The power of the Malays began to rise through the 15th century.
In the Malay Annals,the sultan Mansur Shah was mentioned as having six wives and the fifth was stated to be a daughter of the Ming Emperor.
However, Malacca continued to trade with merchants of all races and religions.
After the visit of the Chinese Muslim Admiral Cheng Ho in the mid-15th century, contact between China and Malacca intensified.
In exchange for protection against Siam, Malacca became a vassal state to Ming China.
To ensure Malacca's safety, a new and powerful kingdom was founded by the Sultan of Samudra-Pasai.
In 1641 the Dutch navy put a blockade on Malacca and they seized the city after six months.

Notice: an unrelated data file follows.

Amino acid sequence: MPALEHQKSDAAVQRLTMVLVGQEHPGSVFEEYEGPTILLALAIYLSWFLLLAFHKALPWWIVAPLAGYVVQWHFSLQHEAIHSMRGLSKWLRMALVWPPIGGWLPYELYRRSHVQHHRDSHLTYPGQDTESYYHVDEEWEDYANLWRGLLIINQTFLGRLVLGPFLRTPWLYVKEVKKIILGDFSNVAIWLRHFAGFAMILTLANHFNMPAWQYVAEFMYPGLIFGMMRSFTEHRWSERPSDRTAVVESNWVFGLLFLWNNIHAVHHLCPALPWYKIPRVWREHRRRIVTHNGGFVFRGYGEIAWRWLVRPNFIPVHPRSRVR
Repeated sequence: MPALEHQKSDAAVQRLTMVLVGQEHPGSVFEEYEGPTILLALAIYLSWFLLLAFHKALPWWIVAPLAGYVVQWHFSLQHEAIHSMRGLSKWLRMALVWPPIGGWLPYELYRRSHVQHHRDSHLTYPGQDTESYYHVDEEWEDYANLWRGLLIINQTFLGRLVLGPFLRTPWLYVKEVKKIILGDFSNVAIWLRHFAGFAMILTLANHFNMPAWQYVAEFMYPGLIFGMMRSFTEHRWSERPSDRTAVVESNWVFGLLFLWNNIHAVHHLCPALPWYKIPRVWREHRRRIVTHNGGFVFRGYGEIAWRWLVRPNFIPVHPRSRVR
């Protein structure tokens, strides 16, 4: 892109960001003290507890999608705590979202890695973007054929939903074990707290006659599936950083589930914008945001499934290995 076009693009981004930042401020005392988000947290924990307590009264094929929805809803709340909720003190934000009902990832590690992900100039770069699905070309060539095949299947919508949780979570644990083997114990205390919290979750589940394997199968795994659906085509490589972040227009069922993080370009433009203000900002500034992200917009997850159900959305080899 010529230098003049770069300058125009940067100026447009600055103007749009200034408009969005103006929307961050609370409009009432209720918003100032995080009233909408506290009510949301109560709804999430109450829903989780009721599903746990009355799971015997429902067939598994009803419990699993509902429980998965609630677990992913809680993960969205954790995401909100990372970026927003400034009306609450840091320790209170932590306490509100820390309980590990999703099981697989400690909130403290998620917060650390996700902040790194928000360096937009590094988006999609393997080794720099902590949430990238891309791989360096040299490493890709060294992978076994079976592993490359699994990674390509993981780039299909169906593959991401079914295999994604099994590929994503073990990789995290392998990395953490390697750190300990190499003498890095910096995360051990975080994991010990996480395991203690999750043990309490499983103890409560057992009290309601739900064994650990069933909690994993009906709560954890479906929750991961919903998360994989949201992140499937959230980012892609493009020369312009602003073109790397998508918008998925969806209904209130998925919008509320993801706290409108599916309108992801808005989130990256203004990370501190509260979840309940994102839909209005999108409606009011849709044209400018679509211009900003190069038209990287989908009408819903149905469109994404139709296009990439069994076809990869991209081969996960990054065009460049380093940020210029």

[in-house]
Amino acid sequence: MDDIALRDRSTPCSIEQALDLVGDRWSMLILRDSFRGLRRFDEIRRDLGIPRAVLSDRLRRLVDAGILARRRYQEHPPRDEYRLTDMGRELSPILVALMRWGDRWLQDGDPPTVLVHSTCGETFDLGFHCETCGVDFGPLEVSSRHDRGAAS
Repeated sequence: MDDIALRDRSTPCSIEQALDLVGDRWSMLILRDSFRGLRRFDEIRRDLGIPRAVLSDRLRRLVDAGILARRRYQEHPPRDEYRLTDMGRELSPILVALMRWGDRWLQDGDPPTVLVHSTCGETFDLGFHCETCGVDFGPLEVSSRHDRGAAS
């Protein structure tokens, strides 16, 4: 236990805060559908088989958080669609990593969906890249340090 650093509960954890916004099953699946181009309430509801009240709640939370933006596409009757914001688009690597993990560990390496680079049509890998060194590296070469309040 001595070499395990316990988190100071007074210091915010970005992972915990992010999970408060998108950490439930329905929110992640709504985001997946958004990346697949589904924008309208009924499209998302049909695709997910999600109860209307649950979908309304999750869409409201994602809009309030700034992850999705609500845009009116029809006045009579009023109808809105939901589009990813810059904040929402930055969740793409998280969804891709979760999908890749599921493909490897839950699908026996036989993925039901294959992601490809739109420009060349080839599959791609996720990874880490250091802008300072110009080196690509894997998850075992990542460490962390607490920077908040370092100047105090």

The Portuguese turned the city into a massive walled fortress complete with a tower bristling with cannon.
As the Napoleonic Wars wound down the British knew Malacca would be returned to Dutch control.
In order to make the city indefensible the city walls were blown down.
By that time, Malacca had lost most of its former importance although it remained an important part of Asian trade routes.
The A Famosa gate is all that remains of the old Portuguese and Dutch forts.
Modern-day Malacca is a vibrant old city with a unique historical and cultural background from previous Portuguese, Dutch and British rule.